It's good to talk ... especially when you are in need of help

CANCER charity ­bosses are calling for people in Glasgow to take advantage of a specialist helpline for those ­affected by the illness.

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The Macmillan Cancer Support helpline, staffed by expert nurses, is available Monday to Friday for anyone needing information and advice.

However, although the service is well used nationally, staff say people in Glasgow are not calling up.

Senior nurse Ellen Lang, who runs a team of 31 nurses, said: "We are here 9am to 8pm Monday to Friday running the only service of this type in the UK.

"We provide information and support to anyone ­affected by cancer, whether that's someone who has the illness or a friend, neighbour or family member.

"But, although the ­service is really well used by people in other parts of Scotland, it seems that those in Glasgow and the West of Scotland just aren't getting in touch.

"I have no idea why - ­especially as we're a bunch who love a good gab - but we'd like to see that change, particularly as we have some of the highest rates of cancer in the world."

The service began 15 years ago as an initiative from Cancer Back Up, founded by five volunteer nurses.

It has since been taken over by Macmillan and the helpline has grown to 31 nurses, a research librarian and a team of financial guidance officers.

There is also a translation service for people who do not speak English.

Frontline staff take calls and decide how best to help the person on the other end of the phone.

Each nurse has a ­specialism and the calls will be referred to the person most able to help.

Calls range from ­people who have been ­newly diagnosed, those who want to know about the latest treatments available or callers who wish to find out about end-of-life care.

Patients are given ­information and guidance about services available to them and where they can turn to for support.

Ellen added: "Every day and every call is completely different.

"Being diagnosed with cancer can be a shock, so people don't always take in what they've been told or think about the right questions to ask.

"We can help explain a diagnosis, talk through treatment options and give the person the right questions to take back to their consultant.

"That can be a very ­empowering at a time in your life when everything feels to be outwith your control.

"Other times we'll maybe have someone whose relative is dying and they want to be talked through exactly what's going to happen in their final few days.

"There is no time limit on how long we can spend talking to someone so we'll stay with them until they have what they need."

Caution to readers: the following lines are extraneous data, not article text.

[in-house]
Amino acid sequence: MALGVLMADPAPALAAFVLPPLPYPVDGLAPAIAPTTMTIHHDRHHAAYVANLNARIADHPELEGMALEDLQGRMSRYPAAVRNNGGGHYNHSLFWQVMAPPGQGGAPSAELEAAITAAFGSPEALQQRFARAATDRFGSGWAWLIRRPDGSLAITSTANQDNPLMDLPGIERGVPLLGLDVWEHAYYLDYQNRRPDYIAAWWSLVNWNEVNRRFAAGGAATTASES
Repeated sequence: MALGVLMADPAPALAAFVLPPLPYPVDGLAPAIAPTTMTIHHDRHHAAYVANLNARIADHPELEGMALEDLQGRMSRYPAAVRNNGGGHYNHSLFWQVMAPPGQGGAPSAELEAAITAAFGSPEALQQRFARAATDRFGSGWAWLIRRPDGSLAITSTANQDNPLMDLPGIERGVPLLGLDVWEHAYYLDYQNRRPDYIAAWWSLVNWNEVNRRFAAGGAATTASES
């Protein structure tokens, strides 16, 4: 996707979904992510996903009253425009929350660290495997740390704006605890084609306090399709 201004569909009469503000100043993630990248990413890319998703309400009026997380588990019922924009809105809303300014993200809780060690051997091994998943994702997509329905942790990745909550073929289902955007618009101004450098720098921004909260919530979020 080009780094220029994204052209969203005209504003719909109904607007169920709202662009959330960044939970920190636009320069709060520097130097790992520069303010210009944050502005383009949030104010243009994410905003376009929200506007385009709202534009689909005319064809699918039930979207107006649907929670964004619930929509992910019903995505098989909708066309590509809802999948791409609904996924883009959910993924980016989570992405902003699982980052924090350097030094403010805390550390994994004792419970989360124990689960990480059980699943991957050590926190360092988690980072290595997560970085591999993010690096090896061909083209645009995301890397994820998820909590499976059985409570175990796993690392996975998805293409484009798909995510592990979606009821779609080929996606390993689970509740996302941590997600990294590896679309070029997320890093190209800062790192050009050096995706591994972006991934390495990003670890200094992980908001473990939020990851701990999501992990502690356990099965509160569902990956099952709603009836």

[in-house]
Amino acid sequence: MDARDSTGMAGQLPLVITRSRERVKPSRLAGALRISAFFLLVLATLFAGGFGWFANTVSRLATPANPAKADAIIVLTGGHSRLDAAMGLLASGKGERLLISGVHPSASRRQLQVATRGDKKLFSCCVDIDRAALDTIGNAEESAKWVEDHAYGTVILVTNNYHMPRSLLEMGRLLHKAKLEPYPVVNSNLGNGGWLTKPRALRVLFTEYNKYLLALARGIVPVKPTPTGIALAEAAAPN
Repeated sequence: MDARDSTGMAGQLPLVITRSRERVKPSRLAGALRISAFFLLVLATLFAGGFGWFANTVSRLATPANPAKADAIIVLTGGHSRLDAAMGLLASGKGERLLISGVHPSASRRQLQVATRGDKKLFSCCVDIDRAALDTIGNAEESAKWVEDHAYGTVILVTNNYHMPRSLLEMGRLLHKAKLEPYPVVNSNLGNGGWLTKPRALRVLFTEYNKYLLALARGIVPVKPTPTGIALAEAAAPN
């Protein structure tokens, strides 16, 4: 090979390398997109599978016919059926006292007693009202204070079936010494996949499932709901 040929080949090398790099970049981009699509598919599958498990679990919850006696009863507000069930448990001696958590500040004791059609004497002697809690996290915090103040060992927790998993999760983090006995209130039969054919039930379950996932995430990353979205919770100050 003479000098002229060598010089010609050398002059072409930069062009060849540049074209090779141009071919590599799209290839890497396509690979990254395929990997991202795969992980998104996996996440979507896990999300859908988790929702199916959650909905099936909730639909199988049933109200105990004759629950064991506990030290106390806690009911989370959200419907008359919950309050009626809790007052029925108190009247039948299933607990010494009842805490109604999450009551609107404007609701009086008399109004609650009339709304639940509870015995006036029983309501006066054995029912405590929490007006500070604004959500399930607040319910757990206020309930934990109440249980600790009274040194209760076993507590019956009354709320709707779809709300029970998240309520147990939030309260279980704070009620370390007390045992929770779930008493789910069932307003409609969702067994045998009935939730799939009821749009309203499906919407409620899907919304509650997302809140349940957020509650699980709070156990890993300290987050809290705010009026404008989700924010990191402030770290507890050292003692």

If the line is busy, the ­service will call people back within three hours of them getting in touch.

Nurse Allan Reid has been part of the helpline team at Macmillan for the past three years and has been nursing for 12.

He had been working in plastic surgery when he was given the chance to take a secondment ­caring for head and neck cancer patients who were having reconstructive surgery.

That position lead to an interest in the work of Macmillan and prompted Allan to apply for a job with the helpline.

Allan said: "It is very, very different to what I was doing before but I ­absolutely love it.

"When you are nursing you can have a high t­urnover of patients, which means you don't get to spend as long as you would like with them or get to know them as well as you would like.

"The great thing about working here is that you never feel rushed. You can spend as long as you like with a client and help them for as long as they need."

Staff say it is often easier for patients to call them than it is to talk to their GP.

Sometimes the number of calls spike when a ­cancer campaign is being advertised on TV or a soap opera has a cancer-related storyline.

If nurses don't have the answer to a question they will research the query and phone the caller back.

Allan said: "Another great benefit of being here is that you are constantly learning new things.

"Sometimes you're asked questions that you just don't know the answer to, but we're trained to find out the information and then get back to the client.

"You go from having quite a narrow specialism to suddenly needing to know about a lot of different things but learning is encouraged and we're given time to keep up to date with the latest treatments and clinical practice.

"We're here to respond to the needs of the clients and hopefully we'll be able to encourage more from Glasgow to get in touch."

Call the helpline free on 0808 808 00 00.

Health

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